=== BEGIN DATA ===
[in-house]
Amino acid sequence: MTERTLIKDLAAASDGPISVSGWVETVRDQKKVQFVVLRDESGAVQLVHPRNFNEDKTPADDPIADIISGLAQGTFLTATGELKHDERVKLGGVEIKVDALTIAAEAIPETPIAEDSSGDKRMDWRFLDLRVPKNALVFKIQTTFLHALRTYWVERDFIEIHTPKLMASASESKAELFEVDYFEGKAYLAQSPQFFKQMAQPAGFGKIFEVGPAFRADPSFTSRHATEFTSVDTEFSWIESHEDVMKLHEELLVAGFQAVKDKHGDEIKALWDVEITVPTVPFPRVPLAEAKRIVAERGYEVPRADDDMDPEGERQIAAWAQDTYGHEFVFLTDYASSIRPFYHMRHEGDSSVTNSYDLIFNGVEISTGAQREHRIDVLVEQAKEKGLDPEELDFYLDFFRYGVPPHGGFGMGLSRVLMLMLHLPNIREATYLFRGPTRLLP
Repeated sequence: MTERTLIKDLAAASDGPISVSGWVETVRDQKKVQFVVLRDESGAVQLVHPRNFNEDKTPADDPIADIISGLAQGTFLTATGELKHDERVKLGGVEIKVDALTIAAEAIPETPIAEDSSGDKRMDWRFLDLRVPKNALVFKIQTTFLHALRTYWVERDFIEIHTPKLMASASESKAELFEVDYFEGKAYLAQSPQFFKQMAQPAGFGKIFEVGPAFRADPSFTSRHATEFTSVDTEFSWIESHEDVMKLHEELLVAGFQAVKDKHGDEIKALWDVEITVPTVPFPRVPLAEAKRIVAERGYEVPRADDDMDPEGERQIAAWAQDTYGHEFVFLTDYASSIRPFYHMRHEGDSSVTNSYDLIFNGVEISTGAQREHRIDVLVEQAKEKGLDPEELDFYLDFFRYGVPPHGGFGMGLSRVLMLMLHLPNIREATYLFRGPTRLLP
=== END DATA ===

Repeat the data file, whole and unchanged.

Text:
[in-house]
Amino acid sequence: MTERTLIKDLAAASDGPISVSGWVETVRDQKKVQFVVLRDESGAVQLVHPRNFNEDKTPADDPIADIISGLAQGTFLTATGELKHDERVKLGGVEIKVDALTIAAEAIPETPIAEDSSGDKRMDWRFLDLRVPKNALVFKIQTTFLHALRTYWVERDFIEIHTPKLMASASESKAELFEVDYFEGKAYLAQSPQFFKQMAQPAGFGKIFEVGPAFRADPSFTSRHATEFTSVDTEFSWIESHEDVMKLHEELLVAGFQAVKDKHGDEIKALWDVEITVPTVPFPRVPLAEAKRIVAERGYEVPRADDDMDPEGERQIAAWAQDTYGHEFVFLTDYASSIRPFYHMRHEGDSSVTNSYDLIFNGVEISTGAQREHRIDVLVEQAKEKGLDPEELDFYLDFFRYGVPPHGGFGMGLSRVLMLMLHLPNIREATYLFRGPTRLLP
Repeated sequence: MTERTLIKDLAAASDGPISVSGWVETVRDQKKVQFVVLRDESGAVQLVHPRNFNEDKTPADDPIADIISGLAQGTFLTATGELKHDERVKLGGVEIKVDALTIAAEAIPETPIAEDSSGDKRMDWRFLDLRVPKNALVFKIQTTFLHALRTYWVERDFIEIHTPKLMASASESKAELFEVDYFEGKAYLAQSPQFFKQMAQPAGFGKIFEVGPAFRADPSFTSRHATEFTSVDTEFSWIESHEDVMKLHEELLVAGFQAVKDKHGDEIKALWDVEITVPTVPFPRVPLAEAKRIVAERGYEVPRADDDMDPEGERQIAAWAQDTYGHEFVFLTDYASSIRPFYHMRHEGDSSVTNSYDLIFNGVEISTGAQREHRIDVLVEQAKEKGLDPEELDFYLDFFRYGVPPHGGFGMGLSRVLMLMLHLPNIREATYLFRGPTRLLP